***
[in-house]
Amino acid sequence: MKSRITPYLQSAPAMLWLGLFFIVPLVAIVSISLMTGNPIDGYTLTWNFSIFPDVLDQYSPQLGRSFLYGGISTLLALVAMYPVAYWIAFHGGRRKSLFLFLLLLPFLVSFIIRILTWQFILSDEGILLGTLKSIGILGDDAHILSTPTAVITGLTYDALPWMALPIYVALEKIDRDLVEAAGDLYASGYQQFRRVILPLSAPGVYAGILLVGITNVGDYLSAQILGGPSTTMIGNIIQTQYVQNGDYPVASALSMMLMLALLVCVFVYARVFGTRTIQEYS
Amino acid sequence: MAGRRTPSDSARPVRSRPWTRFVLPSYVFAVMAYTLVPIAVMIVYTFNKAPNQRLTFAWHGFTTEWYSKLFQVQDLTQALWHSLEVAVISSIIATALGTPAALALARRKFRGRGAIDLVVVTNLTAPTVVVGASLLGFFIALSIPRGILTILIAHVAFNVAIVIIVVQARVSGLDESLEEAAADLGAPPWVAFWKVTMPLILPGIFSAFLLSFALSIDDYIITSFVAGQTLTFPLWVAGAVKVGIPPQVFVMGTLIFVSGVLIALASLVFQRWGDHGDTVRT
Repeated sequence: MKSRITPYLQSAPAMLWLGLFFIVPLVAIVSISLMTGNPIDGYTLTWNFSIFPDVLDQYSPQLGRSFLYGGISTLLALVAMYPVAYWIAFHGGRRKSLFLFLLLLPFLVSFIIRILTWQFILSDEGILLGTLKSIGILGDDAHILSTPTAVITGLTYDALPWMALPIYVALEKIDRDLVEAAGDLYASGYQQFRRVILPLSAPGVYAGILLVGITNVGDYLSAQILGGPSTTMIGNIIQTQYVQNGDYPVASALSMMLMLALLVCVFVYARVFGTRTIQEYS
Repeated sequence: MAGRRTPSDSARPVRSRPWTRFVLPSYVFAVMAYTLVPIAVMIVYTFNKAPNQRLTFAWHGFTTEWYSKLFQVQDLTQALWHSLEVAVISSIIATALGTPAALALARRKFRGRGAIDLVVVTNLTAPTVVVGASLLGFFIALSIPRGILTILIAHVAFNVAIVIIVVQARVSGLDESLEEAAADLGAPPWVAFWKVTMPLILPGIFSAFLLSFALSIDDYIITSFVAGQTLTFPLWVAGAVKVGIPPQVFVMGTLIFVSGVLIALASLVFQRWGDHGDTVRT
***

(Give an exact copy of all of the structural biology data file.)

[in-house]
Amino acid sequence: MKSRITPYLQSAPAMLWLGLFFIVPLVAIVSISLMTGNPIDGYTLTWNFSIFPDVLDQYSPQLGRSFLYGGISTLLALVAMYPVAYWIAFHGGRRKSLFLFLLLLPFLVSFIIRILTWQFILSDEGILLGTLKSIGILGDDAHILSTPTAVITGLTYDALPWMALPIYVALEKIDRDLVEAAGDLYASGYQQFRRVILPLSAPGVYAGILLVGITNVGDYLSAQILGGPSTTMIGNIIQTQYVQNGDYPVASALSMMLMLALLVCVFVYARVFGTRTIQEYS
Amino acid sequence: MAGRRTPSDSARPVRSRPWTRFVLPSYVFAVMAYTLVPIAVMIVYTFNKAPNQRLTFAWHGFTTEWYSKLFQVQDLTQALWHSLEVAVISSIIATALGTPAALALARRKFRGRGAIDLVVVTNLTAPTVVVGASLLGFFIALSIPRGILTILIAHVAFNVAIVIIVVQARVSGLDESLEEAAADLGAPPWVAFWKVTMPLILPGIFSAFLLSFALSIDDYIITSFVAGQTLTFPLWVAGAVKVGIPPQVFVMGTLIFVSGVLIALASLVFQRWGDHGDTVRT
Repeated sequence: MKSRITPYLQSAPAMLWLGLFFIVPLVAIVSISLMTGNPIDGYTLTWNFSIFPDVLDQYSPQLGRSFLYGGISTLLALVAMYPVAYWIAFHGGRRKSLFLFLLLLPFLVSFIIRILTWQFILSDEGILLGTLKSIGILGDDAHILSTPTAVITGLTYDALPWMALPIYVALEKIDRDLVEAAGDLYASGYQQFRRVILPLSAPGVYAGILLVGITNVGDYLSAQILGGPSTTMIGNIIQTQYVQNGDYPVASALSMMLMLALLVCVFVYARVFGTRTIQEYS
Repeated sequence: MAGRRTPSDSARPVRSRPWTRFVLPSYVFAVMAYTLVPIAVMIVYTFNKAPNQRLTFAWHGFTTEWYSKLFQVQDLTQALWHSLEVAVISSIIATALGTPAALALARRKFRGRGAIDLVVVTNLTAPTVVVGASLLGFFIALSIPRGILTILIAHVAFNVAIVIIVVQARVSGLDESLEEAAADLGAPPWVAFWKVTMPLILPGIFSAFLLSFALSIDDYIITSFVAGQTLTFPLWVAGAVKVGIPPQVFVMGTLIFVSGVLIALASLVFQRWGDHGDTVRT